Last week, I was invited to take part in a panel discussion at Thorton's Everest College about the impact of the media on crime victims. In front of a criminal justice class, I joined the Denver Post's Miles Moffeit, 9News anchor Bob Kendrick and June Menger, whose son’s execution-style murder in Boulder is still unsolved after 25 years, to talk about our experiences on opposite sides of the lens or the notebook. Along the way, Kendrick, who's recently made headlines of his own after the announcement that his contract wouldn't be renewed (get details in the October 29 blog "Why It's No Surprise 9News is Bidding Farewell to Bob Kendrick") turned the conversation from the effect the media has on crime victims to the effect the media was having on him.
Menger’s son, Sidney Wells, had been dating Robert Redford's daughter Shauna at the time of his death, so her family became the center of a media circus. Instructor Derek Regensburger, who assembled the panel, asked Menger to tell her story and then posed questions about the role of journalism in covering crime and its potential to do good or harm. Kendrick took his time to lament the ways in which the 24-hour news cycle, along with entertainment news shows and websites like TMZ.com, had hurt his industry. He said coverage was increasingly dictated by ratings instead of newsworthiness.
If you like this story, consider signing up for our email newsletters.
SHOW ME HOW
You have successfully signed up for your selected newsletter(s) - please keep an eye on your mailbox, we're movin' in!
As he criticized the state of journalism, the elephant in the room was the recent announcement about his status at Channel 9 -- until, that is, Kendrick brought up the situation himself. He admitted that one story in particular made him livid: "9News Anchor Bob Kendrick Hit By Economy," an article written by Dusty Saunders for the November 3 Rocky Mountain News.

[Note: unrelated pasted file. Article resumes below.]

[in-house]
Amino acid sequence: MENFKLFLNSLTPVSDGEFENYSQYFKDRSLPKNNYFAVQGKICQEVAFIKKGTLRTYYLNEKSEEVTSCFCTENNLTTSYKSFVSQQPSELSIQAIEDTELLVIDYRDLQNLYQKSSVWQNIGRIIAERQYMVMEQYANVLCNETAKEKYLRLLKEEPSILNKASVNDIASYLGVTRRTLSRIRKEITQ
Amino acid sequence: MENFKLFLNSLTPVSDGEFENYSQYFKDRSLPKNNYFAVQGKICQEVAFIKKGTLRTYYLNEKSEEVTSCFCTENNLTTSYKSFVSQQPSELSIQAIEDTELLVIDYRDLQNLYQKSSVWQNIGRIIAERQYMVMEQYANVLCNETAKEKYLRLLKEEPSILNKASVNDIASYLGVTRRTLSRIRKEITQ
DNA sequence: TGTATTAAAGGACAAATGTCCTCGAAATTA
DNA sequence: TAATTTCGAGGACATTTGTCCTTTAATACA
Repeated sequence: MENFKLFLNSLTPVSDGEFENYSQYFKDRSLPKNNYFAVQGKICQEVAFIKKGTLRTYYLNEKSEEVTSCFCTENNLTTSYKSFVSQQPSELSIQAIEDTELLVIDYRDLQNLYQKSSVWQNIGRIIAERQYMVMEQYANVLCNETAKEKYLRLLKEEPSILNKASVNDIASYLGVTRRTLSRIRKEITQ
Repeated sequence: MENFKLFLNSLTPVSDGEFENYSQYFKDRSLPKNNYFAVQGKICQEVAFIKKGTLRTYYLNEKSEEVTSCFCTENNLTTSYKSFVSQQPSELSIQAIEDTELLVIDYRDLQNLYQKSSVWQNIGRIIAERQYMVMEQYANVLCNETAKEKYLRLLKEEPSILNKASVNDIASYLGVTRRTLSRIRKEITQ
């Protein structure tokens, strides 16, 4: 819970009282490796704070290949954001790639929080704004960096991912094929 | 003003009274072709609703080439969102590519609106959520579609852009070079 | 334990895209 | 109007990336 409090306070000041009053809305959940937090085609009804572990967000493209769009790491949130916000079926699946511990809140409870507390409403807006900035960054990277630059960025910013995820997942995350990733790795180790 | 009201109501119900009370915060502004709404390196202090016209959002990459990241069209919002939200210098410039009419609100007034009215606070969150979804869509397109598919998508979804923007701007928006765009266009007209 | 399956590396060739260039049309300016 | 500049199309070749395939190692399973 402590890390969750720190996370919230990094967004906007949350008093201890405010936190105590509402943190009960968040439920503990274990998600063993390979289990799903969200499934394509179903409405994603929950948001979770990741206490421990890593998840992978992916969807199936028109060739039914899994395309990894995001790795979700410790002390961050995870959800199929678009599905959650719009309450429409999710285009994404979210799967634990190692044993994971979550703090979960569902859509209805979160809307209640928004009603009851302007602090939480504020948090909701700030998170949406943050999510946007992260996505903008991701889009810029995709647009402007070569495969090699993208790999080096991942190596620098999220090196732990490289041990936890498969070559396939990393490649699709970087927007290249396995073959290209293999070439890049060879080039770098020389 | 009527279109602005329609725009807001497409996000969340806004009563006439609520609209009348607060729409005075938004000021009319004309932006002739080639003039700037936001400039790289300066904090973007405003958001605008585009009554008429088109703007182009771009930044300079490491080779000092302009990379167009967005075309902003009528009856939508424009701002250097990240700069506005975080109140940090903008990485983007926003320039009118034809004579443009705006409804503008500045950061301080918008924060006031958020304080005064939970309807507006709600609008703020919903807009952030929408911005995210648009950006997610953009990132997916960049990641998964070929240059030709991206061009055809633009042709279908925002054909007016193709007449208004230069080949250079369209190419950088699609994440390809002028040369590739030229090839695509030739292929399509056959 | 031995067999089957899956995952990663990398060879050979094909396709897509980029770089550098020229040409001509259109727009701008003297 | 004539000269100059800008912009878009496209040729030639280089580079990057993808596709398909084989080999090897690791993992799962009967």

The piece, which featured information attributed by an unnamed "broadcasting source," said Kendrick’s dismissal was "about 80 percent due to salary." Saunders wrote that Kendrick was making nearly $400,000 annually, which the Gannett-owned station could no longer afford while also paying Adele Arakawa’s $500,000 per year. It also put Kathy Sabine’s salary at $400,000.
Kendrick said columnist Saunders hadn’t checked his facts or even bothered to call him or any of the other news personalities whose salaries he quoted. The story’s information was simply not true, he insisted, and he told the students that he wasn’t the only one in the 9News studios fuming about it last week. Since then, he went on, several other publications and critics had ran with the numbers, treating them as fact. Kendrick was appalled that journalistic standards have fallen so low.
Unfortunately, though, he didn’t use his appearance as an opportunity to set the record straight with the real salary figures. -- Jessica Centers